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Samar Jodha’s 250-kg installation at India Art Fair

Artist Samar Jodha’s 250-kg, 38-feet long installation combines two decades of research on global conflicts and issues.

art and culture Updated: Jan 28, 2012 15:46 IST
Shweta Mehta
Shweta Mehta
Hindustan Times
Artist Samar Jodha

Visitors-look-at-paintings-by-Paritosh-Sen-at-the-India-Art-Fair-in-New-Delhi-AFP-Photo-Sajjad-Hussain

The first thing most people would spot at the India Art Fair, currently underway in New Delhi, is a 38-feet long concrete wall, replete with pictures and illustrations from around the world.

Samar Jodha’s installation, titled Discord, consists of seven blocks that reflect the artist’s extensive work over two decades across the Middle East, Africa, China and parts of south Asia.

Seven blocks, weighing 250 kg of concrete, have been fabricated with imagery of conflict, which Jodha has studied and worked with extensively.

His inspirations are migrant workers in the Middle East, coal miners in Burma, Polish and Russian waitresses in London, and workers in oilrigs in Ghana, and at the 2010 CWG site in the Capital.

And just like his Bhopal: A Silent Picture, based on the Bhopal gas tragedy, which was displayed at the Kala Ghoda festival last year, Jodha plans to bring this massive installation to Mumbai.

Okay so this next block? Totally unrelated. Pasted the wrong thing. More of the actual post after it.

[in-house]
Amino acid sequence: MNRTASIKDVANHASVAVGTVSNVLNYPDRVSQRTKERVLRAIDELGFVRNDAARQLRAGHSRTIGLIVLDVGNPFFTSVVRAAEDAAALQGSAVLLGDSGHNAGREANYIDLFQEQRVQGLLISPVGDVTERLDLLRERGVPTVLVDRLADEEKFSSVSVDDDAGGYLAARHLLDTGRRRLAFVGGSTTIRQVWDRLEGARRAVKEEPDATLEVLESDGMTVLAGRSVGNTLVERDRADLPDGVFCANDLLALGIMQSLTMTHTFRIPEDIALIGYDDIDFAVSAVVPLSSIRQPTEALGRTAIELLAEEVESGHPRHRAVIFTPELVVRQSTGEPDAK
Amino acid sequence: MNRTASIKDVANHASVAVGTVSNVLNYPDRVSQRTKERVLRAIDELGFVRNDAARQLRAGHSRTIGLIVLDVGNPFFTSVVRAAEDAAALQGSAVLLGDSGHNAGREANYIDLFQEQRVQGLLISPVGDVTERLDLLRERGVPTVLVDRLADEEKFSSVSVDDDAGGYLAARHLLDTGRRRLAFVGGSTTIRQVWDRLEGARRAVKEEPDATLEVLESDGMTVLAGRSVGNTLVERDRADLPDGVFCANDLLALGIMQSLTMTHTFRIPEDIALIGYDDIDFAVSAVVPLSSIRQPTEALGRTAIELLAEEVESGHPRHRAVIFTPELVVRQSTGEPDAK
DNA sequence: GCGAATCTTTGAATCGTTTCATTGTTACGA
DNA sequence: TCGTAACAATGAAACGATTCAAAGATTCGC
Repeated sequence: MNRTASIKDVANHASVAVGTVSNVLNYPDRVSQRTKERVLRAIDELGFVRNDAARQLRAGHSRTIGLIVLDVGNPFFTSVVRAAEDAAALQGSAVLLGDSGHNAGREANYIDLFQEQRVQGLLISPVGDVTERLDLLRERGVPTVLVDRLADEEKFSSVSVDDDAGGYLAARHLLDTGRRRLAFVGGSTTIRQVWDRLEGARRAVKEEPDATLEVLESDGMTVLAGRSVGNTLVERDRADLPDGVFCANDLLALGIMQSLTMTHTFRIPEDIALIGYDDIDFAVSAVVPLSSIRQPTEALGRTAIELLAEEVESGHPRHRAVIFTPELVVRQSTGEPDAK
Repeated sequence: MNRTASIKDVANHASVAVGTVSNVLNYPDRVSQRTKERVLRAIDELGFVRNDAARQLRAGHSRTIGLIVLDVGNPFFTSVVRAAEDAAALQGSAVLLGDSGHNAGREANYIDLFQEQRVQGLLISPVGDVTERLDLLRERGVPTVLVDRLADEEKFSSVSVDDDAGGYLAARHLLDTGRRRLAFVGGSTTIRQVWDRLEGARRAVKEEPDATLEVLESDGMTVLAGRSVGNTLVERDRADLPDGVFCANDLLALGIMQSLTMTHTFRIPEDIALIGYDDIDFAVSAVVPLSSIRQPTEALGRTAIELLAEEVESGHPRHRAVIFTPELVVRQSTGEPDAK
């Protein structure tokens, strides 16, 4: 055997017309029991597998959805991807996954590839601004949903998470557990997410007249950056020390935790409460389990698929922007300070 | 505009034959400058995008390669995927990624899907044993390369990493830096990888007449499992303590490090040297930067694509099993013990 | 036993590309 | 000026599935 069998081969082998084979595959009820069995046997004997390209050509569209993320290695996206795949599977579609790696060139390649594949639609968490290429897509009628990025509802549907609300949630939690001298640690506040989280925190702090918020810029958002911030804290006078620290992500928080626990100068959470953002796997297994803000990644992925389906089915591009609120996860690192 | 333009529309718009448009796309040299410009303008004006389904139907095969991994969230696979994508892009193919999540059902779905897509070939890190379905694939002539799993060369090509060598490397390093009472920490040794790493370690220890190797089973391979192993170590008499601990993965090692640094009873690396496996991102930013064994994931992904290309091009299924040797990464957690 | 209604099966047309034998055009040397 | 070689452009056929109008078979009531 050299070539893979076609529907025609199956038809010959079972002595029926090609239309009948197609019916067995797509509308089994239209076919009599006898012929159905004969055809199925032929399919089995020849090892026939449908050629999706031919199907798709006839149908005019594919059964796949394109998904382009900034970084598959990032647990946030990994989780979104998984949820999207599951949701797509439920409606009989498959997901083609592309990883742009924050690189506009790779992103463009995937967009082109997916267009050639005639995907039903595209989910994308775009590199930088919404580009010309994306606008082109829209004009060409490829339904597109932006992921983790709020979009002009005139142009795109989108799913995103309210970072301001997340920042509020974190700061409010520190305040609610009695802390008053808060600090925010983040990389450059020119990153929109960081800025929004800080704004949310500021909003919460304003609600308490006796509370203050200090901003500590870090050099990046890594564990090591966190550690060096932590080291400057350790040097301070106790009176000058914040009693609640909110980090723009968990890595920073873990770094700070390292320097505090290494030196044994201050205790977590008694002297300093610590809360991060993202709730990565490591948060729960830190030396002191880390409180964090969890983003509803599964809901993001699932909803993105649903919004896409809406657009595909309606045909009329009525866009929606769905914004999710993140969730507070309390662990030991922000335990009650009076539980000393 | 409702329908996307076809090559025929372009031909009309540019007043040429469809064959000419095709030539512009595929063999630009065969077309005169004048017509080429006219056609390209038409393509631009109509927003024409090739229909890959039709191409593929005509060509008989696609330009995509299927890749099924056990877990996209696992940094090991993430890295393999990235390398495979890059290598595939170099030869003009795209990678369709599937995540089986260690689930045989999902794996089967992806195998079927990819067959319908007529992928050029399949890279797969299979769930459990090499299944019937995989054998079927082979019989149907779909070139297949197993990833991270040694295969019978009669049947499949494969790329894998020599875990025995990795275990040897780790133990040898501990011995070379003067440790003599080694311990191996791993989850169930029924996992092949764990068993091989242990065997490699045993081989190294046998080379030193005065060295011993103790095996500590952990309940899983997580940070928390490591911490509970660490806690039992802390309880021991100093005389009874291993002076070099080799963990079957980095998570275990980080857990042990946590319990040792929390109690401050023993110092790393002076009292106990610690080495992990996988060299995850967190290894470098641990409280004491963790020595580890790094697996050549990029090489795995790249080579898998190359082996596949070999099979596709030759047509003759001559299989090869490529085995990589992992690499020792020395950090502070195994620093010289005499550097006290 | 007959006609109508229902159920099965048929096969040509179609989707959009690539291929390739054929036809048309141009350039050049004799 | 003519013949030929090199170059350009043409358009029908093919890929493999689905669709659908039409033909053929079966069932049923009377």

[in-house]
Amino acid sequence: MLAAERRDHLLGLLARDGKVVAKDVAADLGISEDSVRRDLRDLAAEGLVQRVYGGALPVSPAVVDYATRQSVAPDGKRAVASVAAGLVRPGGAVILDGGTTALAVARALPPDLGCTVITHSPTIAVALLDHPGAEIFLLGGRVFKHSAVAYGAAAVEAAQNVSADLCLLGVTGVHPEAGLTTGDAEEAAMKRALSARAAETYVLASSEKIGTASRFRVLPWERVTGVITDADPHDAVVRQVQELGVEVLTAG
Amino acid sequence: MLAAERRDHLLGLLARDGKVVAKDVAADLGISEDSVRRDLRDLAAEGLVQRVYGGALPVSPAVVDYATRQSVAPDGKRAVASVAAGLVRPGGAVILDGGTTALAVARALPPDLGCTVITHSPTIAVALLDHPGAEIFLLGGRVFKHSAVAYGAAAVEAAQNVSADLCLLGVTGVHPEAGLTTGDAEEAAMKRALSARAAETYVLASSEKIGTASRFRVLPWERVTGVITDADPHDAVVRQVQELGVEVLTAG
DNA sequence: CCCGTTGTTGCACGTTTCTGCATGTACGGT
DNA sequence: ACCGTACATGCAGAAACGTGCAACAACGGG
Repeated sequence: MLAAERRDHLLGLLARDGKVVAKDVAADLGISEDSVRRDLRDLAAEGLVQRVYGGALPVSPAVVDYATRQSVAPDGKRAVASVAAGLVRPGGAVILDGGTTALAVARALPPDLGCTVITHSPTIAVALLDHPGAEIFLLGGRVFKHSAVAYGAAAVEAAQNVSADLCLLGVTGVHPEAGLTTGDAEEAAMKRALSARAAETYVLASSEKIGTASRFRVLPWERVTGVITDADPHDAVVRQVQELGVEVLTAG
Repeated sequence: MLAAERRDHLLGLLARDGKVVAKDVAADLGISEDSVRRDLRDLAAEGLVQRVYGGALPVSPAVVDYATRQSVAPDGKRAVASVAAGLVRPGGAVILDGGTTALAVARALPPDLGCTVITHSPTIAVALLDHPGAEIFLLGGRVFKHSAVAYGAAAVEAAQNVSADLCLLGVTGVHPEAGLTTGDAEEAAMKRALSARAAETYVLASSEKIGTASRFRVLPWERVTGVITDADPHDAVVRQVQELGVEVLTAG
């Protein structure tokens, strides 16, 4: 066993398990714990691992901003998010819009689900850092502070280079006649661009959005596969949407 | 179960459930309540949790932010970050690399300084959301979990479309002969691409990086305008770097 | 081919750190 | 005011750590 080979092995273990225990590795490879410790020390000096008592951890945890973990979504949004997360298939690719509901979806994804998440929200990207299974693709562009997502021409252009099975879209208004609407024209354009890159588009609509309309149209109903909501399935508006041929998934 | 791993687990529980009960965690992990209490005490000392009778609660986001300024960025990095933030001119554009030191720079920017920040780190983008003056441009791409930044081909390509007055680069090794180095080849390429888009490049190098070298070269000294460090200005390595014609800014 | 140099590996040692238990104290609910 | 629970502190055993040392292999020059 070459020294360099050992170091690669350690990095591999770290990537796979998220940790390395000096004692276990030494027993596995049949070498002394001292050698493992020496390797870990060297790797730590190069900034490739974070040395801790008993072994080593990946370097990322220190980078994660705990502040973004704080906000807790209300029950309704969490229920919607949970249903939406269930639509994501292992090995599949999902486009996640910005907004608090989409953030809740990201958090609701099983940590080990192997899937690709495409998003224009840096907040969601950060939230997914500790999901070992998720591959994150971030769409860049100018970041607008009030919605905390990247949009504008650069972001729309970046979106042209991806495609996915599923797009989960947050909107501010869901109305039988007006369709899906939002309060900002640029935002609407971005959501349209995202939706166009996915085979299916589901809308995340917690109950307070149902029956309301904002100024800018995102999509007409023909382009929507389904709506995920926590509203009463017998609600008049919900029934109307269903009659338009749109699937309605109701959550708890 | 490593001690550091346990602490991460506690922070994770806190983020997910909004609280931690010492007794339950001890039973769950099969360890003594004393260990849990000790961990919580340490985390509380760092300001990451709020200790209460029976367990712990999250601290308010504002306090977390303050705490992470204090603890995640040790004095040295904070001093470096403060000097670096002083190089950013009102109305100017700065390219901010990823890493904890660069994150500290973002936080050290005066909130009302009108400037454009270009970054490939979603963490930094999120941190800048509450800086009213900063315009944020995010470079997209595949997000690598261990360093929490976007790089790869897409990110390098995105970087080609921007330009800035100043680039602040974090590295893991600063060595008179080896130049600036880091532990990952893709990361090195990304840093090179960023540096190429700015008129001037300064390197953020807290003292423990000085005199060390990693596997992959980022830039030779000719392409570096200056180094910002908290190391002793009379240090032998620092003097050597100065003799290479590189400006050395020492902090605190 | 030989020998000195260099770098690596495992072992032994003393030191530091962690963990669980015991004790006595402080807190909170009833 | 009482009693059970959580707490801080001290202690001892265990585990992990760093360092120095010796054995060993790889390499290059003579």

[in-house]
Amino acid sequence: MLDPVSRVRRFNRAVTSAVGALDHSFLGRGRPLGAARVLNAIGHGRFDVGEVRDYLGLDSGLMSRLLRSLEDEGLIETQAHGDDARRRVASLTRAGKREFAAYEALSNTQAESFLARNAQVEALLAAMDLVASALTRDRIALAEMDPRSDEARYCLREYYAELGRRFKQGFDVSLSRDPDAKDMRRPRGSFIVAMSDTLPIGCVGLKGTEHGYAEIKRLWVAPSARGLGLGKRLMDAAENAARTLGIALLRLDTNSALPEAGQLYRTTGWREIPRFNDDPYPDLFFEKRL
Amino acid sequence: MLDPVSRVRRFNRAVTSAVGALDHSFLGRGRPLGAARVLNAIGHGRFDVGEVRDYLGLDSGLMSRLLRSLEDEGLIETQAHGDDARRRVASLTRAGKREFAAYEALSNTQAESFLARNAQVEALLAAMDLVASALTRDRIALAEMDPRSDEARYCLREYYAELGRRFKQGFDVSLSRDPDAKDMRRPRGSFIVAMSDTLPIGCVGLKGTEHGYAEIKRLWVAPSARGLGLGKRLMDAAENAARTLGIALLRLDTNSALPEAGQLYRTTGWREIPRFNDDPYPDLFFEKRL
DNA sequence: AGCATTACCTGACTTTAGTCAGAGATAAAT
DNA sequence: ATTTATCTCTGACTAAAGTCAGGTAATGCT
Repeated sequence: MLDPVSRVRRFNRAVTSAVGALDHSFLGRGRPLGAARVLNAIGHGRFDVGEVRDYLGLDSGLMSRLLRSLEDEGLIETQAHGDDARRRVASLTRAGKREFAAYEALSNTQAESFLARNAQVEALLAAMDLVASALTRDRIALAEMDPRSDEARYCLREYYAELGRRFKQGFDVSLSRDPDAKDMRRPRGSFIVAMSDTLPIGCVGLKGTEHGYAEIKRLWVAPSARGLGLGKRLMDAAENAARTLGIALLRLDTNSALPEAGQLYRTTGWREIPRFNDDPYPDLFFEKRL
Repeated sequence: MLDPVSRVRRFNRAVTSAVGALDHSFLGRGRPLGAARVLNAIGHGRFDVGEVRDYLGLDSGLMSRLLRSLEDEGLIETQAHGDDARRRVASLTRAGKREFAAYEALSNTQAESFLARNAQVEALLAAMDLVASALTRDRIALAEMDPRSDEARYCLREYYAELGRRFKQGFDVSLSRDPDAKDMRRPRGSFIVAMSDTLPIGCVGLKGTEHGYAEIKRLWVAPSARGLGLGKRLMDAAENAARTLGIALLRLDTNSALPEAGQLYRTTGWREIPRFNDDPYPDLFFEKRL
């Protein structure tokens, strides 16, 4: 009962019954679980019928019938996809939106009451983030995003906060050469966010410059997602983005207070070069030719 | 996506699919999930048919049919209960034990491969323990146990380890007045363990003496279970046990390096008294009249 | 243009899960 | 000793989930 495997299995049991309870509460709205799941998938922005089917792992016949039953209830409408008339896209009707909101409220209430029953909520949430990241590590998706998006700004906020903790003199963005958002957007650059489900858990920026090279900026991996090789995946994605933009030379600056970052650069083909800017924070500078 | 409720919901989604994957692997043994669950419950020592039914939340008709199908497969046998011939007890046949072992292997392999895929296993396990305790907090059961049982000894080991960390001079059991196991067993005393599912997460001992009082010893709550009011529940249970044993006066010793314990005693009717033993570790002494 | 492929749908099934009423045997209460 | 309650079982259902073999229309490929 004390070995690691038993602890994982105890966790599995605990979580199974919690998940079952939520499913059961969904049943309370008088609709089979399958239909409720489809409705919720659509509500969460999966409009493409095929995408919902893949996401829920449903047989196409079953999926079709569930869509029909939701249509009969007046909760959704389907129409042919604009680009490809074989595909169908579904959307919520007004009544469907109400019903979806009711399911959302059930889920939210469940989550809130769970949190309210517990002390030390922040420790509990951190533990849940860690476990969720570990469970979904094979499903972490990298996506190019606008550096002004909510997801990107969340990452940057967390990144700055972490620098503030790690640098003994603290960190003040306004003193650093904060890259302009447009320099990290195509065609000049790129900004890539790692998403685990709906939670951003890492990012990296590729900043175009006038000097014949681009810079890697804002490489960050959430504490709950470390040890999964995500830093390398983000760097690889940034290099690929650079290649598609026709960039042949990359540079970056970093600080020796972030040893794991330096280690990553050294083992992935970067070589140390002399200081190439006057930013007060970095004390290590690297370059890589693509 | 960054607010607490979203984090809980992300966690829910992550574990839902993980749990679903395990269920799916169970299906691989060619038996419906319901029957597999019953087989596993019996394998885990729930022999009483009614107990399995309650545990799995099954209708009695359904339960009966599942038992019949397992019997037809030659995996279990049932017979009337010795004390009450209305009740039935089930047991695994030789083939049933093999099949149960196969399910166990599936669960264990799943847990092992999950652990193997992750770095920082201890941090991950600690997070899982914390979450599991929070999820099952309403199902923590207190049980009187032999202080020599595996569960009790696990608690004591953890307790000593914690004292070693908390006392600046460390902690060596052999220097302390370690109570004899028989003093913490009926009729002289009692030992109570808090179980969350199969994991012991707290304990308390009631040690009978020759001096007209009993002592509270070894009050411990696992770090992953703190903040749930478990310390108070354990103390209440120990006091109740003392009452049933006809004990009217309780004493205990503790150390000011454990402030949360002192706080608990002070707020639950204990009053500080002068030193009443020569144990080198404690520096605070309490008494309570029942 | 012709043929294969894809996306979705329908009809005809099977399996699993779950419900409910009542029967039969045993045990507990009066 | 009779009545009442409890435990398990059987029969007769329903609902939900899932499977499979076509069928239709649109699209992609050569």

“I won’t be able to make it to the festival, but if there’s space, I’d love to display it in the city. The whole process of moving it around is also very expensive,” he explains.

The artist, whose last display in the city was in 2011, is unsure of when he’ll be back. He puts it simply, saying,

“Most of my shows are ongoing. They aren’t structured in terms of beginning and end. That really helps. When you don’t have a purpose marked out, it’s better. And there’s no deadline.”

Jodha, acclaimed for the painstaking time, effort and thought he puts into his works, has created several talked-about pieces in the past too.

While the Bhopal installation, a silent film being played inside a 20-foot container, saw an overall footfall of approximately 95,000, his sculpture of a blood-covered tiger, marked with scanned handprints of real poachers from Ranthambore, was widely discussed too.

However, he insists his work is more about creative expression than trying to educate anyone “Art is a universal form of expression, and it’s very democratic. Anyone can be an artist and be creative. My work on public art is about larger issues, but I don’t know how many people will start thinking because of it. In the past few years, the response, however, has increased tremendously.”

Jodha also hopes the city will open up to public art in the months to come.

He says, “It’s definitely changed a lot. In the past few years, a lot of young artists have transformed the field. With technology coming in, there are a lot of mixed media, and display spaces beyond the conventional galleries. Anyone with an idea can take it to the next level.”